The writers of Survivor’s Remorse had a great task ahead of them, with the Season Three premiere. A prominent character, due to some standard Hollywood logistics, had to be written off of the show and it had to be done in a way that served the greater narrative. I admit that I was skeptical, during the first few minutes of “The Night of the Crash.” Uncle Julius, played by the great Mike Epps, suddenly dying from a car accident was so clearly a forced plot move, it wasn’t clear that the premiere and the series as a whole would find a way to push past this and survive.
Somehow, the team of writers, showrunner Mike O’Malley and the actors took the the loss of Epps and Julius, and managed to use it entirely to their benefit. These odd, foul-mouthed characters who we’ve come to know and love were able to present themselves under a completely different lens: as people suffering through the first stages of grief. And since we’ve already seen how the Calloways and Co. love, fight, laugh, fuck and think, watching them try (without success) to make sense of a tragedy felt, in some strange way, like a logical opening for the third season.
In addition to some really fascinating feminist thought, which I’ll get into shortly, financial issue and the complications of religious belief (and non-belief) were woven in to the plot, in a way that felt true to Survivor’s Remorse. The main characters, especially Tichina Arnold’s Cassie, stumble and fumble about, as they try to determine precisely what Uncle Julius believed in. How do you have a Church funeral for a guy whose dying words were, “I wish I believed in God”? Otherwise, how do you consider cremation, burning the body of a man who was, literally, just here? What does it mean that Uncle Julius carried around a plastic prayer card with St. Francis of Assisi? The answer to this, revealed in the second part of the premiere, “The Ritual,” is hilarious, offensive and absolutely perfect for the Survivor’s Remorse brand of humor. Perhaps most importantly, watching the characters (particularly Jessie T. Usher’s Cam Calloway, who had third verse Lost Ones-levels of regret over the car he bought, which led to the accident), wrestle with their misplaced guilt, helped to further humanize each one of them.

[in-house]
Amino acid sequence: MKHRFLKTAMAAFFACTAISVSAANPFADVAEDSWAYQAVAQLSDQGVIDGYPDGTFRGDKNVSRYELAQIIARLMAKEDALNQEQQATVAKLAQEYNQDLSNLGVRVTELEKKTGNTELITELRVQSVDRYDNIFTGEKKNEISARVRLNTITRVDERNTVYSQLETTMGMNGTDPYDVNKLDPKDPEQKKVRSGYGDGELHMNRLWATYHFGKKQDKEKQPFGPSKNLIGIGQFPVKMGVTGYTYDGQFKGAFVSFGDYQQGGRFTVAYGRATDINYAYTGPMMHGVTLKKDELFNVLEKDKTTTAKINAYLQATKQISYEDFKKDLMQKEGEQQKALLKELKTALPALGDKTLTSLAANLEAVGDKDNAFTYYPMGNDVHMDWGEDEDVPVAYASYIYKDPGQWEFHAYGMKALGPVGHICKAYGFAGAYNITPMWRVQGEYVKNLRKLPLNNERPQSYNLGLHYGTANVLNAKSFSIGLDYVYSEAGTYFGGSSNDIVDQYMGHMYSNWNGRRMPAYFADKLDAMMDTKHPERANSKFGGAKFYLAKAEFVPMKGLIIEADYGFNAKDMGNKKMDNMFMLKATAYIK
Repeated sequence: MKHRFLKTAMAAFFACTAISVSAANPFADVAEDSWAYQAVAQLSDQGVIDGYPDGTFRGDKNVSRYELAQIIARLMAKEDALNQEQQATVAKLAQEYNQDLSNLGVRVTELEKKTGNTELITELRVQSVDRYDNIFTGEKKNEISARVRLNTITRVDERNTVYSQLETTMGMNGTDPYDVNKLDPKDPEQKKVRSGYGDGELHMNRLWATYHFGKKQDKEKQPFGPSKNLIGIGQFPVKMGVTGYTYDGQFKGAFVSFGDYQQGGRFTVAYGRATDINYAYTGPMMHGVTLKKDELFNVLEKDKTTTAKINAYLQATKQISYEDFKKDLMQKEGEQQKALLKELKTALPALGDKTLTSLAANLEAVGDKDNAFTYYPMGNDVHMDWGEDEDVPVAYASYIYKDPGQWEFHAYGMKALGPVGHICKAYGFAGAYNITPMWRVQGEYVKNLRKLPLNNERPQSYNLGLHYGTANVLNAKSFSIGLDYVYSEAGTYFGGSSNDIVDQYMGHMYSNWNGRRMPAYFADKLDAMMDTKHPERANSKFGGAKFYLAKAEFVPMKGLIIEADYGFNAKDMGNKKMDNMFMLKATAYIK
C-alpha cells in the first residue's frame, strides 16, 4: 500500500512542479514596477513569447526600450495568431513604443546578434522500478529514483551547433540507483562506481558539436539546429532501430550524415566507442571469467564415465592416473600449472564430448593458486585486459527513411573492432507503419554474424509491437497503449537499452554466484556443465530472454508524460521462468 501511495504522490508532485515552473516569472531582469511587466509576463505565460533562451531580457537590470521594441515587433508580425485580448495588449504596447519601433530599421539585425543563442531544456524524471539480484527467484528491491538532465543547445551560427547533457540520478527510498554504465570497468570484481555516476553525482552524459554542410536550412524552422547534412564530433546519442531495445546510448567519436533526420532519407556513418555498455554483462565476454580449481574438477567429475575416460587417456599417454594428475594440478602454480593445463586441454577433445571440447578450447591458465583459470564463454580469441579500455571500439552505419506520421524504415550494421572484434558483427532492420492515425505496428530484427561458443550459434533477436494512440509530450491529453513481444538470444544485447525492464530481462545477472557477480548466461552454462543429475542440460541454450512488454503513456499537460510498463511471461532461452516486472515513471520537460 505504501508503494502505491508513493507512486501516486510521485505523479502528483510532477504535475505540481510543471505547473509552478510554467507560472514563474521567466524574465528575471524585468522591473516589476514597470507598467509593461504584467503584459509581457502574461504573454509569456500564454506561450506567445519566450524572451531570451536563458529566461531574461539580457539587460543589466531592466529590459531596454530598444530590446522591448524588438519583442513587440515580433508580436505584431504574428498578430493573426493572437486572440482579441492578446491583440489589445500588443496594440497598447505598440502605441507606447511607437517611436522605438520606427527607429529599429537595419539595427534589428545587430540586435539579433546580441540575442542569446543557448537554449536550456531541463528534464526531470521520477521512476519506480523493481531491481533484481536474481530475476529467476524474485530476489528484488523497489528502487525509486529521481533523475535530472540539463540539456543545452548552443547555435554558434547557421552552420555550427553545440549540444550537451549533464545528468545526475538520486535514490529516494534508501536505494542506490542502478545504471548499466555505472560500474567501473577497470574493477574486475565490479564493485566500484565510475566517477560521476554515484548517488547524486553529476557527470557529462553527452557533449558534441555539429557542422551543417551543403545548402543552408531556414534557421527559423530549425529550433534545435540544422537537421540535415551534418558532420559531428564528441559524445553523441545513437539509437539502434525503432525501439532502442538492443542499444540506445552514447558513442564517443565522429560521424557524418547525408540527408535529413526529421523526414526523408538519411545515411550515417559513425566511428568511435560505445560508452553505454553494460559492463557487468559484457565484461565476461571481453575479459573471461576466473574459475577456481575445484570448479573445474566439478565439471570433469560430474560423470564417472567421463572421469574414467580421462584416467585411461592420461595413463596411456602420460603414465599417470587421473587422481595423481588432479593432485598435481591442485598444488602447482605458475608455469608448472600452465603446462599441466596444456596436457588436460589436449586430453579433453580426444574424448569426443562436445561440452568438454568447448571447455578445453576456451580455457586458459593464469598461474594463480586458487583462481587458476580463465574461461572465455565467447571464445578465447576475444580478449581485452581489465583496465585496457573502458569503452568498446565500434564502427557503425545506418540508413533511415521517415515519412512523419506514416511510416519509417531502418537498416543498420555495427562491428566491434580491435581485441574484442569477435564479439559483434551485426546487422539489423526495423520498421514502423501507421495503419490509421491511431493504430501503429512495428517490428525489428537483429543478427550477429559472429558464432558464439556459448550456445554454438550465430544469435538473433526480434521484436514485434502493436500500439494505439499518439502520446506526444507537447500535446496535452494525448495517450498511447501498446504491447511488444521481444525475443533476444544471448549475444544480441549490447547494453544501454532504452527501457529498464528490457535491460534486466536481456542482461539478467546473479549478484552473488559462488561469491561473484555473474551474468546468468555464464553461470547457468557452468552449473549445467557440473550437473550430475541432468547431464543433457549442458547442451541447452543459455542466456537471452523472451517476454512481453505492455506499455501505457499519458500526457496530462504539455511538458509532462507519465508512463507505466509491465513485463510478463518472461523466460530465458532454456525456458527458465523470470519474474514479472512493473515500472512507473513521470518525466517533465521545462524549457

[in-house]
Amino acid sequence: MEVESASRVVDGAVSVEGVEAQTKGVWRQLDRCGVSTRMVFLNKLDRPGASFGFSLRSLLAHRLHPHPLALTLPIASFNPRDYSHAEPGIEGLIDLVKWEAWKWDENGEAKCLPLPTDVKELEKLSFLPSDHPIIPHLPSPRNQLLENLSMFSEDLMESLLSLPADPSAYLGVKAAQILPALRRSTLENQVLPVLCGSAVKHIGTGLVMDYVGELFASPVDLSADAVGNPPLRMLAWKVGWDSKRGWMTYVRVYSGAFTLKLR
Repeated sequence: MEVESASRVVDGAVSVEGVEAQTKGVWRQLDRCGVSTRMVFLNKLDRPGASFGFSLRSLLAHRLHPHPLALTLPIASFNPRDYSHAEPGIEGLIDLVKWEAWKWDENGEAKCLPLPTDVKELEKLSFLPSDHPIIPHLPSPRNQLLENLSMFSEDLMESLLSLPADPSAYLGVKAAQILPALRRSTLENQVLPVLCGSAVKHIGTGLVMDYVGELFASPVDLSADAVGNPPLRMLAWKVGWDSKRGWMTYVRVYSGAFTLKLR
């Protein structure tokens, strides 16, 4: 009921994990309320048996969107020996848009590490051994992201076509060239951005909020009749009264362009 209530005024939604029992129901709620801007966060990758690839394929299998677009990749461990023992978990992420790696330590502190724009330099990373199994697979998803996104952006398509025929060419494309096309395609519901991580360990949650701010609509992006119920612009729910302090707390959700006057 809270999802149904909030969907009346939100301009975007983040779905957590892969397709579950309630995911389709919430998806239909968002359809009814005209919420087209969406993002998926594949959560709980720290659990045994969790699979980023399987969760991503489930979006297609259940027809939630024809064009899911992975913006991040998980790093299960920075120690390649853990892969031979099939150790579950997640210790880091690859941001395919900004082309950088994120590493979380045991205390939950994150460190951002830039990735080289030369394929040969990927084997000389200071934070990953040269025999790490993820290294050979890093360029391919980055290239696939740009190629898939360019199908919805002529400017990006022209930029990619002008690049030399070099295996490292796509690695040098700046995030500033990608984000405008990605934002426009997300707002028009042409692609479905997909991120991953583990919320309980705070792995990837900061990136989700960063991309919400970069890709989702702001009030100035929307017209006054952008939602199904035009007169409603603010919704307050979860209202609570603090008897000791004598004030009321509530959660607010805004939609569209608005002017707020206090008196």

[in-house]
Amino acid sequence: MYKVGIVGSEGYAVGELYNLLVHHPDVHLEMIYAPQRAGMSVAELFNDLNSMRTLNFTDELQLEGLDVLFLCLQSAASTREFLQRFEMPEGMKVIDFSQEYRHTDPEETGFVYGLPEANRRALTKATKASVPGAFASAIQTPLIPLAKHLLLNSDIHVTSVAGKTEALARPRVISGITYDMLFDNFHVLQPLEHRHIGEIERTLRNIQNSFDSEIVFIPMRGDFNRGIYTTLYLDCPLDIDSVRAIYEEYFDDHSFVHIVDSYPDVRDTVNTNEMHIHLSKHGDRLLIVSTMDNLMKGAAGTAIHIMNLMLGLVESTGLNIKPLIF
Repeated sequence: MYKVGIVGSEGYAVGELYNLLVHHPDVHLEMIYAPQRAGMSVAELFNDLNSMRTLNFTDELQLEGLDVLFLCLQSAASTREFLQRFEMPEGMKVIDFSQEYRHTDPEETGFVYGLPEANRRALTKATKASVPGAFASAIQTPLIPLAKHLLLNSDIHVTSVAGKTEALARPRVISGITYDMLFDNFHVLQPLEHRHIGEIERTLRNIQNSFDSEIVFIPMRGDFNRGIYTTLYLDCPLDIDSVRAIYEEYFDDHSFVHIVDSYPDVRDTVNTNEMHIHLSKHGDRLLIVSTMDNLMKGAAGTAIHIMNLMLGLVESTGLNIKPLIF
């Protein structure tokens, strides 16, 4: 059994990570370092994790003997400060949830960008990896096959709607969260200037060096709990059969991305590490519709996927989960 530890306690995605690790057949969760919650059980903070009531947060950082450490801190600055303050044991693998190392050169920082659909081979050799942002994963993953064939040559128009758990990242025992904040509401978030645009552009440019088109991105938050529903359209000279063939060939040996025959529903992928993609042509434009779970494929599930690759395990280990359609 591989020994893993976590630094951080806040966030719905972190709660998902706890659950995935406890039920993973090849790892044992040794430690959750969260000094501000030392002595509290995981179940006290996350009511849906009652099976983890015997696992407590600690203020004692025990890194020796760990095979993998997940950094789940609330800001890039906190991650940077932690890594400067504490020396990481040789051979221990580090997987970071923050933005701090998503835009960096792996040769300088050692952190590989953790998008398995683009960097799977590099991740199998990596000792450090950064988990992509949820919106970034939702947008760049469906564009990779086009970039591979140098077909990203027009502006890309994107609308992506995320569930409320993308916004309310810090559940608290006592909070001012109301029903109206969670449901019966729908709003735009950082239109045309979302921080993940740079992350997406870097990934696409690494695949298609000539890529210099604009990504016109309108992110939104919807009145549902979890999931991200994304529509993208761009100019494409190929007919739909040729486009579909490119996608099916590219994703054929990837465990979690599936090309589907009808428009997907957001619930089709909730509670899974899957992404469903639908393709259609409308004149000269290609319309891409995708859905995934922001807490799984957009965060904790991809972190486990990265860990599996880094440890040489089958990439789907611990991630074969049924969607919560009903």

But there was one scene in particular that managed to elevate the premiere from good, to powerful. And as the first half of the premiere came to a close, it felt as if the audience was experiencing a Death at a Funeral-style dark comedy, because “The Night of the Crash” played more like a short film than a two-episode TV premiere.
After learning of Julius’ death, M-Chuck (Erica Ash) and Missy (Teyonah Parris) are having a conversation about, strangely enough, M-Chuck’s desire to go to college. Following the tragic news, they both try to relax with their usual method of choice—Missy with a glass of red wine, and Chuck with a joint. Like most of the shots that we see when the family first gets home from the hospital, it’s a dark scene, composed with a palette of beautiful blacks and blues, the characters looking almost like shadows on a cave wall. M-Chuck begins to [uncharacteristically] quietly explain her decision to go to school, and how—as a woman, and as a single woman and as a gay single woman—it’s not so much a personal decision, but an obligatory effort. She has to do something with her life, and as much as this is true for most everyone on the planet, M-Chuck captures what makes the notion of productivity different for women, specifically non-breeder women (her words) like herself.